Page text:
Selling UX Short With the 50% UI Role
First published by Pat Godfrey: September 2017
"UI design" has wrongly become confused with art direction or visual design.
Great UI design is 100% UX
UX and UI design are not graphic design or art direction: they feed it. I am a 100% UX designer and I shine brightest when paired with 100% art direction in a team where every specialty has a 100% UX focus. I use 100% UX methodologies to design an inclusive, accessible, usable, and learnable UI. My strengths do not lie in graphic design although my skills will feed the art direction.
I believe the 50% UX and 50% "UI" (art director) recruitment and design myth has been encouraged by graphic designers uncertain of what UX is. They now recruit like for like.
Perhaps the enterprise doesn't know what UX or UI design is, only that it is needed? UI design and our users' experience of it is much deeper than its visual appeal, or who likes it.
Mistakes, compromises, and ignorance
We all make mistakes, compromises, or have so much still to learn. There are examples of each on this website, which I have created solo. As a part of a multidisciplinary and 100% UX team, we can only improve our individual impact.
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UX maturity and 'unicorns'
The term, "UX immature" describes an enterprise hiring a 50% UX and 50% "UI" (graphic) designer: a "unicorn".
It was coined during Ronan McConville's event, "UX Today & Tomorrow" hosted by Morgan McKinnley in Dublin on September 7th, 2017. Ronan's panel comprised Kelly Link, Phil Dwyer, Claire Bauden, and John Wood.
UX Maturity is difficult to define. Do you know the signs..?
Even "UX mature" organisations set graphic design and art direction "UI" recruitment assessments to find their UX Designers. Are the "lunatics" running your "asylum", too?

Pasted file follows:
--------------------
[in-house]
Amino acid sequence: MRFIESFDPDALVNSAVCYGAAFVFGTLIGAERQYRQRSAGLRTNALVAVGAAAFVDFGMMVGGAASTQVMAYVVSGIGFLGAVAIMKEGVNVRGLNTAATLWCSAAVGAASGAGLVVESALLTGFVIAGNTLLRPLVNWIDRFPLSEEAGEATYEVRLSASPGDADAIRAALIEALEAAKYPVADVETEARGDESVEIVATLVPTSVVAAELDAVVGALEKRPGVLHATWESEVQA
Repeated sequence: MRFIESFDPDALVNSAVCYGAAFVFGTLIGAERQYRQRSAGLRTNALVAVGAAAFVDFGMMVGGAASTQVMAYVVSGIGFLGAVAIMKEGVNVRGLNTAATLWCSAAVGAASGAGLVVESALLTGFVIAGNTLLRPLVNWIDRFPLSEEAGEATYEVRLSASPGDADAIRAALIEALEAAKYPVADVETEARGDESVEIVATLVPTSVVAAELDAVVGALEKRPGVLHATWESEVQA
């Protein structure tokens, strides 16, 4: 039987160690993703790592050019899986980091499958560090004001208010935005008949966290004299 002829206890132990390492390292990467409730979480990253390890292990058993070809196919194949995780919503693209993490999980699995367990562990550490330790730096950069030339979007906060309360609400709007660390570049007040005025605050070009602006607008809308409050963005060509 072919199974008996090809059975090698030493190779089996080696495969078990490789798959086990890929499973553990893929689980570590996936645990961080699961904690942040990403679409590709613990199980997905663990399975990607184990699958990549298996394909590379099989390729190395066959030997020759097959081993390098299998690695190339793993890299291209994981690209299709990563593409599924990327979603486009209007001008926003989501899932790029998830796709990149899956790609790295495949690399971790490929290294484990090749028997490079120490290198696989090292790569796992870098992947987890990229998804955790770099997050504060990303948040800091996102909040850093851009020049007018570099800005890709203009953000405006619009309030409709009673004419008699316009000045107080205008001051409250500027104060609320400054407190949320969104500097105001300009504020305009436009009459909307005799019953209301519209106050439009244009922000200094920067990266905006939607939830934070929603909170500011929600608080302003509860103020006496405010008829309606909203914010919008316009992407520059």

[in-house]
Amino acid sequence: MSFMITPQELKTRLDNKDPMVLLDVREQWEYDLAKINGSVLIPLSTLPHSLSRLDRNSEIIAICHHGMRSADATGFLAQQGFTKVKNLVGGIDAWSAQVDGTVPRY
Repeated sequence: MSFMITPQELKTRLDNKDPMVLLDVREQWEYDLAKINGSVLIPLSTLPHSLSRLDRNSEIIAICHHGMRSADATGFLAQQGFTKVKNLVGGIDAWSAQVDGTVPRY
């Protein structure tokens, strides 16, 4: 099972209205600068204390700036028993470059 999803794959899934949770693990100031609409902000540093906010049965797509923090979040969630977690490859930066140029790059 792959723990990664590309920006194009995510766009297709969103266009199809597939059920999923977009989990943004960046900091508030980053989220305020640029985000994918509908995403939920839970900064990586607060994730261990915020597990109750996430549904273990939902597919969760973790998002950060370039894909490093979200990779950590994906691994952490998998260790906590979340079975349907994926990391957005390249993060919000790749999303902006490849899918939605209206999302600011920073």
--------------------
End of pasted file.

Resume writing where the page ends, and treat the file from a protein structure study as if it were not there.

It seems clear that an enterprise's UX maturity depends on what "flavour" of designer they specify to recruit, or promote to lead positions:
- Flavour A: a 100% User Experience (UX) and User Interface (UI) designer who understands the importance of great visual design.
- Flavour B: a 50% User Experience (UX) and 50% graphic design talent and art director ("UI").
I recommend flavour A: the UX and UI designer an enterprise needs to help grow their UX maturity.
If an enterprise wants Flavour B then maybe they believe in "unicorns", don't understand what User Experience is, or restrict the resources needed to assure their UX maturity and success?
What do UX and UI Designers do?
Our digital and recruitment industries cannot define what a Universal, User Experience, or User Interface designer do, yet alone agree on whether we are designers or architects, etc. The whole role is confused across the employment landscape.
If you believe you need a UI Designer to grip your Art Direction ask if they are skilled in UX and UI strategies and activities? I don't doubt such cross-specialties exists as there are so many talented people in our niche. However, if you need a medical scan you want a radiographer to perform it and not the person who polishes it? The same for UX designers, UI designers, and art direction although a great graphic designer will be 100% UX!
I am a qualified 100% UX and UI designer. Art Direction is an interest and not my specialty. Here's what I do when embedded with your teams.
|Universal Experience Design||
Universal Design activities are concerned with:
Universal Design activities are defined according to competing contexts. My preferred approach to universal design here deals with our users' experience of our whole enterprise. An alternative is that it deals with micro and meta data strategies in the user interface, which I believe are best placed within the User Interface Design activities.
|User Experience Design||
User Experience Design is concerned with getting the who, what, when, where, and how of digital delivery right. It explores the environmental, physiological, and psychological wants and needs of our users toward meeting our business and enterprise objectives. Activities include:
|User Interface Design||